Colombia has beautiful exotic weather, world-grade healthcare, and some of the best coffee in the world. Coupled with a low cost of living and inexpensive minimum income for a retirement visa, Colombia is one of the most enticing options for settling down abroad. Here is everything you need to know about obtaining a retirement visa or other types of Visa for Colombia. Know the rules and the requirements, whether you are planning for a short vacation or a long term life near the exotic mountains and beaches there are various Visa types you can choose
Travelers can find the basic rules on the Cancillería website, (https://www.cancilleria.gov.co/ )and their can be instance in which the travelers are asked for additional paperwork.
Travelers can find more information about each visa type and the documentation.
Major Points to Consider when choosing the right kind of visa
- There are many categories of visas presented for Colombia and choosing the right one is the first and most important step in getting a visa without any hassle. The best part is that you can apply for a Colombia visa in person as well as online, which makes the whole visa process even easier. There are three types of visa available for Colombia: visitor visa, migrant visa and resident visa.
- V visas are generally easier to qualify for than M or R visas because they are not designed for long-term residents.
- The M independent workers visa does require a certified degree in the field in which you are working. Unfortunately, that means that if you are a Opera Performing actor with an Biology degree, you probably ain’t gonna get an M visa. , the Ministry of Education was taking up to four months to certify those degrees.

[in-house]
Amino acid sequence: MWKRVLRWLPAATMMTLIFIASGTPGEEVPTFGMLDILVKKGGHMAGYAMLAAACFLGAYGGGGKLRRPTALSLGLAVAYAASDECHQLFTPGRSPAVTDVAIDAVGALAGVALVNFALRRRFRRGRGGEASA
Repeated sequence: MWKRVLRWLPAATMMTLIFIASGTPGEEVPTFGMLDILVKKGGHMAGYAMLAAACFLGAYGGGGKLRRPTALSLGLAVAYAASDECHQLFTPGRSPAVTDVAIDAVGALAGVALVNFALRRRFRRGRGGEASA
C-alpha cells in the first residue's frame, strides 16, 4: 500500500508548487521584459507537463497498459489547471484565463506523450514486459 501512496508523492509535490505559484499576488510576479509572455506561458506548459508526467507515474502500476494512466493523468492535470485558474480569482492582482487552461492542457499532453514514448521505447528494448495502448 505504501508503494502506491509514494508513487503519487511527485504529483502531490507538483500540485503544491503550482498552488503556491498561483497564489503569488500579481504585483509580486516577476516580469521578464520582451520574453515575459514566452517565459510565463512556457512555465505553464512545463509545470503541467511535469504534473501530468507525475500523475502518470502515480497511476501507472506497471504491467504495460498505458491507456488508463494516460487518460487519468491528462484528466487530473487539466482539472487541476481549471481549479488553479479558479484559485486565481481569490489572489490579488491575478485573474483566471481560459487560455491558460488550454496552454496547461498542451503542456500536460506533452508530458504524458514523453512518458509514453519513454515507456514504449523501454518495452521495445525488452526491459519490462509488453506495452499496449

- And if the Traveler wants to provide investment for an investor visa, you can’t get the documentation you need from the Banco de la Republica if you are a tax resident in Colombia. Anyone who’s been in the country for 6 months counts as a tax resident, no matter what their visa status is.
Updates after COVID-19 on the Colombian visa system
Colombian visa authorities now have had the discretion to request other documentation to understand or clarify the sort of activities that visa applicants will carry out in Colombia. The types of visa can be found here.
In January, before the pandemic hit Colombia, the Colombian Ministry of Health issued a decree which aimed to provide extra resources for the country’s social security system, in order to prevent it from being evaded or abused. Ever since, the Ministry of Foreign affairs has been checking V visa applications for evidence of international medical insurance, including during the pandemic, for proof that applicants will not be a “burden” for the country’s health service.
The Ministry of Foreign Affairs can also request proof of academic qualifications — or equivalent proof of license to carry out a profession — at its own discretion for M and V Visas. This requirement was introduced in 2018 for independent worker M visas, and the ministry has recently begun to also request the extra documentation for some contractual employment visas.
This proof of academic qualification must be apostilled (officially certified by a qualified representative that the document is legally recognized) in the country where it was issued. Although universities and colleges do not typically offer this service, applicants can send their degree to an official apostille service and expect to pay around £80, €90 or U.S. $105.